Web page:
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Finding the Right Special Education Advocate

Last week, The Washington Post ran a story about Howard Deiner, a lawyer recently convicted of unauthorized practice of law in special education cases.

Despite having his law license suspended in the District of Columbia, and not having a license to practice law in Virginia at all, parents said Deiner represented himself as a licensed attorney with an expertise in special education law, a thorny legal area often fraught with emotion for parents. But after getting paid fees of $285 an hour, parents said Deiner provided poor representation, on one occasion not even speaking during a due process hearing. An earlier Post story written in April provides even more details of the situation.

After reading those stories, I chatted with Pete Wright, a Virginia special education attorney and the blogger behind the website Wrightslaw, which offers a wealth of resources for parents of children with disabilities. Pete was instrumental in bringing attention to Deiner's misdeeds. I also talked with Denise Marshall, the executive director of the Council of Parent Advocates and Attorneys, an umbrella organization for special education lawyers.

My question for both of them: How can parents protect themselves, and find adequate representation in special education cases?

Denise pointed first to COPAA's own resources, guidelines for choosing an attorney and guidelines for choosing an advocate. Nonlawyer advocates can be useful in helping parents get the educational services they need.

She also added that parents can check with the bar associations in various states to make sure the attorney is actually licensed to practice. Also, parents should ask for references and talk to other parents to get others' assessment of an lawyer's work.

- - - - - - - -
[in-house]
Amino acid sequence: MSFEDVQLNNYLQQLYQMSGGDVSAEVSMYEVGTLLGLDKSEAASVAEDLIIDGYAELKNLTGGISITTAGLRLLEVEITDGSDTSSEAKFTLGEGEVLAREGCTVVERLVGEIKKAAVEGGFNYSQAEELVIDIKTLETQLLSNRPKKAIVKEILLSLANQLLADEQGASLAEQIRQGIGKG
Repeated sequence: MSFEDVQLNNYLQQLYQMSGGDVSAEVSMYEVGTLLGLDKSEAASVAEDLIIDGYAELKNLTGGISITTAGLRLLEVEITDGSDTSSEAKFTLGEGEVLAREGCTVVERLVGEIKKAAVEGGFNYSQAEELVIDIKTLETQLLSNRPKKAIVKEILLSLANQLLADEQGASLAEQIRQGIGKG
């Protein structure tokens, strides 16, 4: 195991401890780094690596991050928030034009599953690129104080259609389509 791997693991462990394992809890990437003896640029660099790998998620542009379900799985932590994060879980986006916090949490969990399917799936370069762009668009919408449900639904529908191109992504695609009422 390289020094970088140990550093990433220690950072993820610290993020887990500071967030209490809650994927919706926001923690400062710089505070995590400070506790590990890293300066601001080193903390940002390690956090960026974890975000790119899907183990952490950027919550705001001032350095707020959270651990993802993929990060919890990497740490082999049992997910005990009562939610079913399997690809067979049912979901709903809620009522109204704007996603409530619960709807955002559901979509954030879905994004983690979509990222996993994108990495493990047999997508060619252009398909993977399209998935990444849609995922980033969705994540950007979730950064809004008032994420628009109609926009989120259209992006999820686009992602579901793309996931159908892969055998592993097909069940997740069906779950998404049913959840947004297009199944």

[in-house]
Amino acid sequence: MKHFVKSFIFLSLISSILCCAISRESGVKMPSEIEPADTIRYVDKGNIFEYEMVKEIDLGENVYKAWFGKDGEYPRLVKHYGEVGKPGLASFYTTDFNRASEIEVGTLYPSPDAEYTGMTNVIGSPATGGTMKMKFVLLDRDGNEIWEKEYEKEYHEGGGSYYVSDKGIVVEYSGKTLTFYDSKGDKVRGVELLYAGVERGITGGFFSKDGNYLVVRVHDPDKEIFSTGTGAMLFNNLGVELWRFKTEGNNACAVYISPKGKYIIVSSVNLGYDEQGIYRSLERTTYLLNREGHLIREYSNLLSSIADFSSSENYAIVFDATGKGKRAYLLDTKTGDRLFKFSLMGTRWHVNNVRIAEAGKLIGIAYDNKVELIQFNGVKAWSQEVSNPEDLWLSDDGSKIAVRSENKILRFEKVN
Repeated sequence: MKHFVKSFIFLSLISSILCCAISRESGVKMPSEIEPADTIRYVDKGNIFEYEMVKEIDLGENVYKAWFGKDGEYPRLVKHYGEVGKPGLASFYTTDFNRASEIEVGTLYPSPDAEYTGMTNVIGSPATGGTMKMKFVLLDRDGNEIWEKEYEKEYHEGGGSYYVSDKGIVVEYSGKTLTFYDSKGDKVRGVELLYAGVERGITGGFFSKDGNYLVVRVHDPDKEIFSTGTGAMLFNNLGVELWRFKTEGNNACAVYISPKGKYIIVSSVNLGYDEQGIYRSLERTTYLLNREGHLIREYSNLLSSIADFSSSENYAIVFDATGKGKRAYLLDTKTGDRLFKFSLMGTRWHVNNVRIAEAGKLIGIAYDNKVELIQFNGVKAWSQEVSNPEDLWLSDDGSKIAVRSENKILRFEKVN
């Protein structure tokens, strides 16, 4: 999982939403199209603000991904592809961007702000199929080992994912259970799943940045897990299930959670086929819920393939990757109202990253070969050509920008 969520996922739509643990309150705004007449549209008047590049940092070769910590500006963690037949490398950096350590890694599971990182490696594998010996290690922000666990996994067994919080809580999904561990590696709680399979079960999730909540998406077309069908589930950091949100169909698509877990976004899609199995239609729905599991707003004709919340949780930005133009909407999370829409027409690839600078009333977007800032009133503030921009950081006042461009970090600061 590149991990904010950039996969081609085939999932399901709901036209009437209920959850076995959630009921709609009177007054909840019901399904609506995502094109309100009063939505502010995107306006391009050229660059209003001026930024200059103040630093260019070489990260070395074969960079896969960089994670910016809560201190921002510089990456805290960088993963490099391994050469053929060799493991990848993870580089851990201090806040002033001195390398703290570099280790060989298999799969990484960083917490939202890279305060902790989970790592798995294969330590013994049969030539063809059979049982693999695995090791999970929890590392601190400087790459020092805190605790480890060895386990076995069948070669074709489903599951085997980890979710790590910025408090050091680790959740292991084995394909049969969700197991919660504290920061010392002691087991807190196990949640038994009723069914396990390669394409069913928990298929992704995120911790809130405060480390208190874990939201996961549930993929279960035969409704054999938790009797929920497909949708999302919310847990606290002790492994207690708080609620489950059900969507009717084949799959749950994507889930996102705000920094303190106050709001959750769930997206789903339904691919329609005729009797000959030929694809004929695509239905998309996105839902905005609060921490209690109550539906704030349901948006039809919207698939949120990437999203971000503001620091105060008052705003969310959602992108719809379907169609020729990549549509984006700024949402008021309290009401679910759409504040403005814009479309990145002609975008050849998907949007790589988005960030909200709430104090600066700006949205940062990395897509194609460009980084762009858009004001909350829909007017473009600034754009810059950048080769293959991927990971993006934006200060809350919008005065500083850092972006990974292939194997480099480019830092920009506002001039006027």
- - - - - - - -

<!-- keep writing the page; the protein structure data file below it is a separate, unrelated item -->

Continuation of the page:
Pete also mentioned using other parents as resources, and said that parents shouldn't go with the first name they hear. Collect two or even three names, he said, though he acknowledged that this may be difficult in areas where there aren't a lot of special education lawyers.

He also said that parents can glean lawyers' names from looking at past due process cases, which is also a good way to see how a lawyer handled a case. It was news to me that due process hearing results were easy to find, but sure enough, after doing a quick check of education department websites for Maryland, Virginia, D.C., Florida and Michigan (places where I've lived or worked), I easily found listings of recent decisions just by going to the state education department website and searching under "due process."

In many of these hearings, the parents represented themselves. But in a quick click-through, I did find some cases where parents had outside representation and the names of the lawyers were listed.

Finally, Pete recommended steering clear of lawyers who seem to be emotionally invested in the case. That seems paradoxical—we all want our advocates to care, right? And Deiner's clients said he often mentioned his own disabled son. But Pete said that the lawyer who "froths at the mouth" may be blinded to solutions other than due process.

Both Denise and Pete stressed that a case like Deiner's is rare. But they've both offered some good suggestions that parents can use to protect themselves from the occasional bad apple.

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